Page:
• June 20, 2012
    animeg3282
  • June 20, 2012
    aurora369
    Then Horrible Hollywood should be mentioned in the description as something along the lines of "Compare Horrible Hollywood, which seems to be this trope rising back after ages of oblivion".
  • June 20, 2012
    NimmerStill
    ^Except that it doesn't apply to true theatrical actors, who are generally considered part of high culture nowadays.
  • June 21, 2012
    aurora369
    Well, back in the day theatre was the equivalent to modern Hollywood, and only became refined high culture after something more mass-oriented appeared.
  • September 20, 2012
    MorwenEdhelwen
    • Invoked in "Peron's Latest Flame" in Evita: "And she's an actress/The last straw!"
  • September 20, 2012
    69BookWorM69
    This must be revised for men and women both, since the stigma applied to both. As I understand the history, many crimes were typically imputed to actors, including vagrancy, theft and prostitution. According to TheOtherWiki: "In many parts of Europe, actors could not even receive a Christian burial, and traditional beliefs of the region and time period held that this left any actor forever condemned." I don't suppose it helped that they didn't seem to work (at least, not as obviously as a farmer or a miller or a craftsman) and they dissembled (lied) regularly in their profession. The deception is also related to the old stigma of make up and that of wigs (see Wigs Are Wrong).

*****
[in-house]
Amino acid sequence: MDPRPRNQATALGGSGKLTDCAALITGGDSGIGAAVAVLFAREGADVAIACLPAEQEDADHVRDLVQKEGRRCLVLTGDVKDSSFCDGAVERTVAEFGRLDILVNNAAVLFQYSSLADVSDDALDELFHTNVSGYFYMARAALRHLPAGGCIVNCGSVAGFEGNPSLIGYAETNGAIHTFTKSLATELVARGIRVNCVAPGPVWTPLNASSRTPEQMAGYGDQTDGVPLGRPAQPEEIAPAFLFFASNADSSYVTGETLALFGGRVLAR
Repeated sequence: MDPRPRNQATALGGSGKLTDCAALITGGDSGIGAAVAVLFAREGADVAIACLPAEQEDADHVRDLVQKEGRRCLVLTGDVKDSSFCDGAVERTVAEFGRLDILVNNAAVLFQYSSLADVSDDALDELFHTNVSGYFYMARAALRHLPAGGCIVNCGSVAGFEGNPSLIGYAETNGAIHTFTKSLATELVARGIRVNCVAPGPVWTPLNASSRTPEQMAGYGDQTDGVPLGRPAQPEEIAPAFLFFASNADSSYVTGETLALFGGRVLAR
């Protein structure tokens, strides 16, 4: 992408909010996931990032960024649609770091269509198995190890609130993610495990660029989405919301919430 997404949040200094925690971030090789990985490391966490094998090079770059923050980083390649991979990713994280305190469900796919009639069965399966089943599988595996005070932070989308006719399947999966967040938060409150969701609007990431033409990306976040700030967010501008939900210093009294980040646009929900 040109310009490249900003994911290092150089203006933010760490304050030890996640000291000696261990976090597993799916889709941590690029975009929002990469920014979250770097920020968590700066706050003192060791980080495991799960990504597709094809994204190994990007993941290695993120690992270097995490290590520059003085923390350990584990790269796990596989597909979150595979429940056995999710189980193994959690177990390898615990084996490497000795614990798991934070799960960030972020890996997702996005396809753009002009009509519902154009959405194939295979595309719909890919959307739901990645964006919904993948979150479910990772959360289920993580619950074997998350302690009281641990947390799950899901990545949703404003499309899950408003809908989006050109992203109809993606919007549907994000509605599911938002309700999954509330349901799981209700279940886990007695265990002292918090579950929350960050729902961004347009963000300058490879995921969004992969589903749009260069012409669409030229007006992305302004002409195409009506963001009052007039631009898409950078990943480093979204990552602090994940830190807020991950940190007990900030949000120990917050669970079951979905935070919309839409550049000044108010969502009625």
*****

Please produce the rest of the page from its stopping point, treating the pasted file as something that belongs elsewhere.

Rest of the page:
• This stigma is a recurring theme in Edward Marston's Elizabethan Theatre mysteries which feature amateur detective Nicholas Bracewell, the book-holder (stage manager) for Lord Westfield's Men, one of Elizabethan London's leading theatrical companies. There are recurring mentions of the legitimacy the company gets from having a nobleman as a patron (indeed, they would have been regarded as common criminals without it), and some of the plots turn on the possible consequences of losing that patronage and/or the inn-cum-theatre where they regularly perform.

    • In the film The King's Speech, King George V remarks on this when discussing the importance of radio with Bertie after giving his 1934 Christmas address. The king tells Bertie to try reading the speech himself, and when Bertie refuses, he replies:
      This devilsh device will change everything if you don't. In the past, all a king had to do was look respectable in uniform and not fall off his horse. Now we must invade people's homes and ingratiate ourselves with them. This family's been reduced to those lowest, basest of all creatures. We've become actors.
  • September 20, 2012
    CharacterInWhite
    • Slings And Arrows invokes this trope in spades. The story follows one theatre troupe where the original director dies of a stress-induced heart attack, only to be replaced by a highly schizophrenic and unstable actor who melted down in the middle of a Hamlet performance. He now deals with: His melodramatic ex-girlfriend, an ageing prima donna who's insanely jealous of the troupe's new and genuinely talented actress; a milquetoast manager who's being manipulated by a sociopath behind the scenes; and an action movie star who's trying to expand his portfolio.

    All this causes the troupe's investors to slowly pull their support, since the company is more or less falling apart because everyone is crazy.